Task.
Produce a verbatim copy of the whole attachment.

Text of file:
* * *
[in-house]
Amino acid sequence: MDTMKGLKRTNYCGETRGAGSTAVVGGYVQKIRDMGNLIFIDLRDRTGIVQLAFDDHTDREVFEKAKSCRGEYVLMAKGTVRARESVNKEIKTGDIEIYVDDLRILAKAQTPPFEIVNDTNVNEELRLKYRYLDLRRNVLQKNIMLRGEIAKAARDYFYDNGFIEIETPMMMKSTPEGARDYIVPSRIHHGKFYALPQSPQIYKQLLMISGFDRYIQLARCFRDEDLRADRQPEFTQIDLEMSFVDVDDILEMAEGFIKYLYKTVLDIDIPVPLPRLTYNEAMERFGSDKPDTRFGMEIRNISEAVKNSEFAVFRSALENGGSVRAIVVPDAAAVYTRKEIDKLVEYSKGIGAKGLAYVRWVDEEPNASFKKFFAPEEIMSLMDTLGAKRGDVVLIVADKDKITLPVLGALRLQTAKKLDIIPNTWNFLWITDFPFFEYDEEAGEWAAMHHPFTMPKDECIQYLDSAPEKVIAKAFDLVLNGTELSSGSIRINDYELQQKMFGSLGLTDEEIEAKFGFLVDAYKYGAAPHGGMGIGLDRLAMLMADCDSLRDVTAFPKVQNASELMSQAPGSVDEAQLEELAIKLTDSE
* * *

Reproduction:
[in-house]
Amino acid sequence: MDTMKGLKRTNYCGETRGAGSTAVVGGYVQKIRDMGNLIFIDLRDRTGIVQLAFDDHTDREVFEKAKSCRGEYVLMAKGTVRARESVNKEIKTGDIEIYVDDLRILAKAQTPPFEIVNDTNVNEELRLKYRYLDLRRNVLQKNIMLRGEIAKAARDYFYDNGFIEIETPMMMKSTPEGARDYIVPSRIHHGKFYALPQSPQIYKQLLMISGFDRYIQLARCFRDEDLRADRQPEFTQIDLEMSFVDVDDILEMAEGFIKYLYKTVLDIDIPVPLPRLTYNEAMERFGSDKPDTRFGMEIRNISEAVKNSEFAVFRSALENGGSVRAIVVPDAAAVYTRKEIDKLVEYSKGIGAKGLAYVRWVDEEPNASFKKFFAPEEIMSLMDTLGAKRGDVVLIVADKDKITLPVLGALRLQTAKKLDIIPNTWNFLWITDFPFFEYDEEAGEWAAMHHPFTMPKDECIQYLDSAPEKVIAKAFDLVLNGTELSSGSIRINDYELQQKMFGSLGLTDEEIEAKFGFLVDAYKYGAAPHGGMGIGLDRLAMLMADCDSLRDVTAFPKVQNASELMSQAPGSVDEAQLEELAIKLTDSE